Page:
• Randy Renneberg

Are You Tires of Winter Yet??

Let’s play winter tires fact or fiction

1. Winter tires make me a better or even safer driver (fiction)

Similarly, if you burn everything that you cook, improved cookware won’t make you a better chef. Self-improvement requires practice.

2. Purchasing winter tires will increase my vehicle’s cost of ownership by more than $800 (fiction)

If you are able to travel 80,000km on 1 set of “all-season” tires and 80,000km on 1 set of winter tires, you will be able to travel 160,000km on 2 sets of tires regardless of what type(s) of tires they are. Your only added cost is for a set of rims that can be had for as low as $50 per rim.

3. Some dealerships include a set of winter tires and rims with the purchase of a new vehicle (fact)

Late fall is a great time to purchase a vehicle to take advantage of this promotion. Some might offer this on used vehicles as well.

4. My vehicle has 4 wheel drive so I don’t need winter tires (depends)

I recommend tires with the M+S (mud and snow) designation for 4 wheel drive vehicles, they are a true 4 season tire as mud is found in spring, summer and fall where snow typically arrives in fall and lasts until spring (or summer here in Saskatchewan). These are great so you don’t need to store a set of tires, just be sure to perform tire rotations at regular intervals.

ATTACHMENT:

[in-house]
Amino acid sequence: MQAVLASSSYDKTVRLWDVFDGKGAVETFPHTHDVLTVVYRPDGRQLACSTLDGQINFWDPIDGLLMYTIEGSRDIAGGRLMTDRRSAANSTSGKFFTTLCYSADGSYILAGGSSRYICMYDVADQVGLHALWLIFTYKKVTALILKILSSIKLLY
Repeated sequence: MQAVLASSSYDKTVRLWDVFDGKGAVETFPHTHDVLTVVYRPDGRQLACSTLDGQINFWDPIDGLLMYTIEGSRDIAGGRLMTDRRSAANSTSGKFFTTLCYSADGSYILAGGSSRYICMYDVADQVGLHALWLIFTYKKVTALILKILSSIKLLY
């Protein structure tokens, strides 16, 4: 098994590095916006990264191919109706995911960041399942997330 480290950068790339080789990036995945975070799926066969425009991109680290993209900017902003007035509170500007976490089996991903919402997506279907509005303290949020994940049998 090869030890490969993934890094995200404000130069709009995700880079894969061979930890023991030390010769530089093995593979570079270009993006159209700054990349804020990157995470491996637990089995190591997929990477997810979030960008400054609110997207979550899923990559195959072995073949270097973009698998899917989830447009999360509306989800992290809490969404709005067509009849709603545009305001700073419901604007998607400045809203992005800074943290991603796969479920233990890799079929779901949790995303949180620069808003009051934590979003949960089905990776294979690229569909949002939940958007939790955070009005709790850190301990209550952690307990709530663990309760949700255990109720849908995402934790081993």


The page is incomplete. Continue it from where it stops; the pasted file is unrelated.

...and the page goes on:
5. There is no need for me to install winter tires on my hunting truck which is also my daily driver (very true)

However, why not get a set of M+S tires for $1000 and save your super aggressive ($2000-$3000) bush tires for hunting only? You won’t want to go looking for trouble but you won’t have to be scared of trouble finding you either.

6. My winter tires will have to be the same size as my summer tires that came with the vehicle (fiction)

If you are purchasing rims as well as tires, you have several options. Be sure to select a wheel and tire combination that is compatible with your vehicle, talk to someone that you trust for advice if necessary. There are plenty of tire size calculators on the internet so you can compare different diameters (which can affect your speedometer reading) and widths. For example, by selecting 16-inch wheels rather than the factory 17s, you will likely find far more tire options at far lower prices.

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